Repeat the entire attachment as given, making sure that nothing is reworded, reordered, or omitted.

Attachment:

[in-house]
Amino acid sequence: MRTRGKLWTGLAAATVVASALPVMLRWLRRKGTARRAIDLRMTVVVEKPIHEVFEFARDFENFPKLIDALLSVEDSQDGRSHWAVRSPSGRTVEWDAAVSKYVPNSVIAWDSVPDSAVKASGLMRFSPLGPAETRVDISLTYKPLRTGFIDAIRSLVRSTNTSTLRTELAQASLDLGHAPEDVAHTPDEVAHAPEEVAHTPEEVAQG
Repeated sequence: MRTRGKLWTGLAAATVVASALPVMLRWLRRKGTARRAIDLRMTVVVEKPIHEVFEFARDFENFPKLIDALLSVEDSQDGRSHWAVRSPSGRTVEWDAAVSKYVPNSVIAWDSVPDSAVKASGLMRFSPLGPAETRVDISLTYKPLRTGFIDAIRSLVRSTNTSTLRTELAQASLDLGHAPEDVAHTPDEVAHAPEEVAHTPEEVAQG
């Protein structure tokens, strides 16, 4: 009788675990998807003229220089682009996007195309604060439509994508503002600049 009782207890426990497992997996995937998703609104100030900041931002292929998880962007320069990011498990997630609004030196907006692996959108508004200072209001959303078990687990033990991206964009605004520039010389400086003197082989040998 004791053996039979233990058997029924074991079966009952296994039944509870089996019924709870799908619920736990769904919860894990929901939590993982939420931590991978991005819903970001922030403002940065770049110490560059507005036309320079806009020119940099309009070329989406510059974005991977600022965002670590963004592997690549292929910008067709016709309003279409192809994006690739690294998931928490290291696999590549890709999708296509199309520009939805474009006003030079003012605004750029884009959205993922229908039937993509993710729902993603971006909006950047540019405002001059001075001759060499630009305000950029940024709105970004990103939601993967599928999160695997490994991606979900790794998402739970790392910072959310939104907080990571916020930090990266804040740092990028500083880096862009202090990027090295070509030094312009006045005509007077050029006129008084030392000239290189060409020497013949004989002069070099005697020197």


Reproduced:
[in-house]
Amino acid sequence: MRTRGKLWTGLAAATVVASALPVMLRWLRRKGTARRAIDLRMTVVVEKPIHEVFEFARDFENFPKLIDALLSVEDSQDGRSHWAVRSPSGRTVEWDAAVSKYVPNSVIAWDSVPDSAVKASGLMRFSPLGPAETRVDISLTYKPLRTGFIDAIRSLVRSTNTSTLRTELAQASLDLGHAPEDVAHTPDEVAHAPEEVAHTPEEVAQG
Repeated sequence: MRTRGKLWTGLAAATVVASALPVMLRWLRRKGTARRAIDLRMTVVVEKPIHEVFEFARDFENFPKLIDALLSVEDSQDGRSHWAVRSPSGRTVEWDAAVSKYVPNSVIAWDSVPDSAVKASGLMRFSPLGPAETRVDISLTYKPLRTGFIDAIRSLVRSTNTSTLRTELAQASLDLGHAPEDVAHTPDEVAHAPEEVAHTPEEVAQG
């Protein structure tokens, strides 16, 4: 009788675990998807003229220089682009996007195309604060439509994508503002600049 009782207890426990497992997996995937998703609104100030900041931002292929998880962007320069990011498990997630609004030196907006692996959108508004200072209001959303078990687990033990991206964009605004520039010389400086003197082989040998 004791053996039979233990058997029924074991079966009952296994039944509870089996019924709870799908619920736990769904919860894990929901939590993982939420931590991978991005819903970001922030403002940065770049110490560059507005036309320079806009020119940099309009070329989406510059974005991977600022965002670590963004592997690549292929910008067709016709309003279409192809994006690739690294998931928490290291696999590549890709999708296509199309520009939805474009006003030079003012605004750029884009959205993922229908039937993509993710729902993603971006909006950047540019405002001059001075001759060499630009305000950029940024709105970004990103939601993967599928999160695997490994991606979900790794998402739970790392910072959310939104907080990571916020930090990266804040740092990028500083880096862009202090990027090295070509030094312009006045005509007077050029006129008084030392000239290189060409020497013949004989002069070099005697020197």